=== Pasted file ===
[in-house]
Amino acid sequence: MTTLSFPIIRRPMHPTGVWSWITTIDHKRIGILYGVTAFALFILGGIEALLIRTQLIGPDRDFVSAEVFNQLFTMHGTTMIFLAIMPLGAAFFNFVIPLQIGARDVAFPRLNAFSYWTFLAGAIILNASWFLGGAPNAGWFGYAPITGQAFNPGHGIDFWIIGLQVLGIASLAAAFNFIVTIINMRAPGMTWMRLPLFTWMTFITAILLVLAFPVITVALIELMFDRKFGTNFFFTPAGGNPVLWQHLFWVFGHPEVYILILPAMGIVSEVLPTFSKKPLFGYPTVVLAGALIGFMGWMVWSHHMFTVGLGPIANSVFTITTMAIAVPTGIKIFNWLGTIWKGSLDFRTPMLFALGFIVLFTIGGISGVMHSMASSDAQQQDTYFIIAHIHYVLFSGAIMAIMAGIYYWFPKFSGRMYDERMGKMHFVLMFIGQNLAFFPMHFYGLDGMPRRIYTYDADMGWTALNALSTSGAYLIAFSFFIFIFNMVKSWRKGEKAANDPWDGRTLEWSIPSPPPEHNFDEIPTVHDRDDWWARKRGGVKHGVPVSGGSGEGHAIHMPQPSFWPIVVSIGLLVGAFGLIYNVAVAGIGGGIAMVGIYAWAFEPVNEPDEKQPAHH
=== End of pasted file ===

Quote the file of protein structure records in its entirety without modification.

[in-house]
Amino acid sequence: MTTLSFPIIRRPMHPTGVWSWITTIDHKRIGILYGVTAFALFILGGIEALLIRTQLIGPDRDFVSAEVFNQLFTMHGTTMIFLAIMPLGAAFFNFVIPLQIGARDVAFPRLNAFSYWTFLAGAIILNASWFLGGAPNAGWFGYAPITGQAFNPGHGIDFWIIGLQVLGIASLAAAFNFIVTIINMRAPGMTWMRLPLFTWMTFITAILLVLAFPVITVALIELMFDRKFGTNFFFTPAGGNPVLWQHLFWVFGHPEVYILILPAMGIVSEVLPTFSKKPLFGYPTVVLAGALIGFMGWMVWSHHMFTVGLGPIANSVFTITTMAIAVPTGIKIFNWLGTIWKGSLDFRTPMLFALGFIVLFTIGGISGVMHSMASSDAQQQDTYFIIAHIHYVLFSGAIMAIMAGIYYWFPKFSGRMYDERMGKMHFVLMFIGQNLAFFPMHFYGLDGMPRRIYTYDADMGWTALNALSTSGAYLIAFSFFIFIFNMVKSWRKGEKAANDPWDGRTLEWSIPSPPPEHNFDEIPTVHDRDDWWARKRGGVKHGVPVSGGSGEGHAIHMPQPSFWPIVVSIGLLVGAFGLIYNVAVAGIGGGIAMVGIYAWAFEPVNEPDEKQPAHH